I recently constructed a PVC strawberry tower in my brother’s yard to satisfy my niece’s desire for fresh strawberries. It went very well. Soon the plants were flourishing and the berries it produced were irresistible. Unfortunately, that proved all too true. Soon all but the topmost plants were gone. Eaten down to the roots by some unwelcome visitor.

There are plenty of animals happy to wreak havoc on a strawberry crop. Squirrels, rabbits, birds… all are suspects when the berries disappear. But given the thorough destruction of the plants, I’m pretty sure we’re looking at a most formidable garden foe. Oh, deer.

Tips for Keeping Animals Pests Out of Your Garden 8 photos

I hate those guys.

Sure, they’re pretty. When they strike a pose, majestic even. And you can’t talk about them for long without someone mentioning that adorable Bambi. When I was a city dweller, I was right there with you. No more. Deer are prolific here in the piedmont of North Carolina and for the home gardener, cute little Bambi is a scourge. When flowers are trampled and crops devoured, I start to mind a little less when hunters thin the population.

Have I really become so bloodthirsty? I have to take at least a little bit of the blame for the loss of our strawberry plants. Had I taken a few precautions, we might still be enjoying strawberries and cream for breakfast. Here are a few things one can do to keep these marauders at bay.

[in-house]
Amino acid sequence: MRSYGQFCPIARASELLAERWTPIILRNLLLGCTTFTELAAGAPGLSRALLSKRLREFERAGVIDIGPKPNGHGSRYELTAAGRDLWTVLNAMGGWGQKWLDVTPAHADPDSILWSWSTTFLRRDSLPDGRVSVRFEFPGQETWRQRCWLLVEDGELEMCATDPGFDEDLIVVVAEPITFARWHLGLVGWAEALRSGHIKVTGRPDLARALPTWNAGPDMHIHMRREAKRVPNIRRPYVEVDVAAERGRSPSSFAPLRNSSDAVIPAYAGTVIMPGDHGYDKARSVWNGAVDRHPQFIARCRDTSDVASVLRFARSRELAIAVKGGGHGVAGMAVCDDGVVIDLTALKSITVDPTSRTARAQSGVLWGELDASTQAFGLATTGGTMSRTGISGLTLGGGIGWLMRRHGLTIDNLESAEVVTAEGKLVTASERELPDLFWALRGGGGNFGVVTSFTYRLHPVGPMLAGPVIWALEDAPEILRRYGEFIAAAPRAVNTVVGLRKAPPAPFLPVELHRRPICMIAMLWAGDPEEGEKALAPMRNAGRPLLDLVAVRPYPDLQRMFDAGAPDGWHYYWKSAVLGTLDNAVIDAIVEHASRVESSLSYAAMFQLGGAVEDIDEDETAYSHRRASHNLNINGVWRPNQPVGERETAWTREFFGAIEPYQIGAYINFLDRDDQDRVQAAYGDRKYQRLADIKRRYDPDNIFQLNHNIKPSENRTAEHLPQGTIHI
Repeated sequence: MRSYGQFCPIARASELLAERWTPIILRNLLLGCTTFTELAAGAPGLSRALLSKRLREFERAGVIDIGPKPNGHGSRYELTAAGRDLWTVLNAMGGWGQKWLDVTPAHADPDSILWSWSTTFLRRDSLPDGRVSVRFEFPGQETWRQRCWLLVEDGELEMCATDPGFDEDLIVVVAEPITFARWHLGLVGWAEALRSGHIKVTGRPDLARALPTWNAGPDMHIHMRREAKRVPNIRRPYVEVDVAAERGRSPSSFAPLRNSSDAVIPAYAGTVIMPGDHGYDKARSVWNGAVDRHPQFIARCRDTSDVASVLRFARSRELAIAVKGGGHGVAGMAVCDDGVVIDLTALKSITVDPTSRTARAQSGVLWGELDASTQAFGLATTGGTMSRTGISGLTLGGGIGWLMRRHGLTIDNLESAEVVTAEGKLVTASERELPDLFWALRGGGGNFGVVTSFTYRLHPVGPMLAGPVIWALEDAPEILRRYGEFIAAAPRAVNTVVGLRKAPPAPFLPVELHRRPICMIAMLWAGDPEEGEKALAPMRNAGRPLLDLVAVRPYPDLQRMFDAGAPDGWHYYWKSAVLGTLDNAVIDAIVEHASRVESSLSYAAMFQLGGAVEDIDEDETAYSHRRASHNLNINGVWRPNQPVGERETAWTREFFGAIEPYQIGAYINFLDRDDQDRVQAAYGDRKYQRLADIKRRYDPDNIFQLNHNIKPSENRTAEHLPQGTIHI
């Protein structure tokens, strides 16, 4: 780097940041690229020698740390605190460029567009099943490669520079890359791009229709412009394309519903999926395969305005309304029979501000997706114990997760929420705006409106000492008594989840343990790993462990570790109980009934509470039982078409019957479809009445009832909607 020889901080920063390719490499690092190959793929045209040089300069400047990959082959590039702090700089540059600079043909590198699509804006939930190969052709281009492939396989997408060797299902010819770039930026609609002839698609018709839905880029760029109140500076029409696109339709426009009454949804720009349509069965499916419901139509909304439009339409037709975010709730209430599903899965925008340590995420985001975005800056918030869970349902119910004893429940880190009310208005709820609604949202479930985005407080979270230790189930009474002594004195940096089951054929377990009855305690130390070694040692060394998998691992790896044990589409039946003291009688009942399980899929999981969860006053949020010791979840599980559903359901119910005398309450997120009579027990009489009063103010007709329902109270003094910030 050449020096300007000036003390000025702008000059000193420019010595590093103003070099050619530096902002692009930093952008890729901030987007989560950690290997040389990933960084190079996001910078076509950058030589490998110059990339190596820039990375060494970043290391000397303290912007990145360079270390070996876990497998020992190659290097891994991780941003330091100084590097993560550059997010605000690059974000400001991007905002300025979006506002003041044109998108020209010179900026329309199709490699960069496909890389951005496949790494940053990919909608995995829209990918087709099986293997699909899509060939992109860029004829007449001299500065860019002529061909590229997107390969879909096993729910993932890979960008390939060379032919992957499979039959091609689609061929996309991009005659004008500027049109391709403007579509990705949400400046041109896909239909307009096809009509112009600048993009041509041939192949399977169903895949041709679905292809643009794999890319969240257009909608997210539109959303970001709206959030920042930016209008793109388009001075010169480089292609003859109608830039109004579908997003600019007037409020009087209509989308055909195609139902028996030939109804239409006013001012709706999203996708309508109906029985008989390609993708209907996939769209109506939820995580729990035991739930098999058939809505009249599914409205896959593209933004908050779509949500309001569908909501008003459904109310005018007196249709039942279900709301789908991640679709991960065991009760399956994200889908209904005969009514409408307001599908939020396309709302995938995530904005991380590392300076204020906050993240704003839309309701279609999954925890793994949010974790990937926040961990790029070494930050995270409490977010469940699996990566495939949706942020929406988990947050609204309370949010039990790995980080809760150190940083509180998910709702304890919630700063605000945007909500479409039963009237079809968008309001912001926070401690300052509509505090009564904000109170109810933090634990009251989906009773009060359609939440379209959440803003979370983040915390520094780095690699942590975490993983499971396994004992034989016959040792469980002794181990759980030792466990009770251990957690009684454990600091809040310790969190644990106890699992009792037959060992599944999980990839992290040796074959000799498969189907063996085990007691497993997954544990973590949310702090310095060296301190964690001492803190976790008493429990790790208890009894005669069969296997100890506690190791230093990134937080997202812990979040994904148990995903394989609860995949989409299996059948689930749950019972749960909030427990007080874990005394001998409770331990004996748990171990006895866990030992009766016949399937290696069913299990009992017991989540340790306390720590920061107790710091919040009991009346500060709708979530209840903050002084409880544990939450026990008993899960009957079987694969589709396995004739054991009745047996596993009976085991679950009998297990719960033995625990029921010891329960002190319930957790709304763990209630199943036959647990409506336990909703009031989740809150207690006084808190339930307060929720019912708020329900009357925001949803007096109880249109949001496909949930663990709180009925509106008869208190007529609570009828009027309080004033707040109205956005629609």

Probably the most obvious defense, but not as cut and dried as one might hope. Deer are mighty leapers and a five foot fence may not discourage the most determined. An eight foot fence is a safer bet, although expensive and — let’s face it — kind of a pain.


When stretched over the top of an established fence or used to cover beds, wrap bushes or trees, netting goes a long way defending against not just deer, but other hungry critters as well.

Change the menu

It only seems like those pesky deer will eat anything in sight. Strategically planting undesirable plants in and around your garden can help turn their noses. Marigolds, crape myrtle, Geranium ‘Rozanne’, foxglove, mint, chives and rosemary are all attractive, er…unattractive options, that may send them looking elsewhere.

Scare ‘em

Unpredictable sound, light and motion may get them to turn (white) tail and run. Wind chimes, flags or windsocks can do the job and also beautify your garden space. If you have dogs, give them a chance to earn their kibble as garden watchdogs.

What’s that smell?

Commercial repellents are readily available, but there all all sorts of scents the intrepid gardener can use to discourage hoofed visitors. Some natural options include onions, garlic or even fish guts. Unfortunately, fish guts may keep the intrepid gardener away as well. A less objectionable deterrent is as simple as hanging a few bars of strong smelling soap (Dial and Irish Spring work great) in old socks or nylons around the garden perimeter.

The scent of predator urine near the garden also claims a high success rate. Coyote, fox or mountain lion pee can be purchased online, but it is worth mentioning that humans are also a deer predator. When a frustrated gardener asked me how to solve her deer problem I mentioned this, but noted that it was a bit unseemly. She countered that her grandchildren would love to participate by providing this solution. Don’t think about it too hard. Gardening brings families together.

As for me? I’m sticking with the soap.

1 Comments About this Article

  • maryanne looby
    Wish I had known about the soap two months ago. A doe and her two fawns have eaten my (planted last year) knockout roses down to the ground. I had hoped that by this spring they would have been spreading and filling in the hill where they were planted. I am still going to put bars of soap out to protect what's left, Good old Irish Spring.

    Posted 2 years ago

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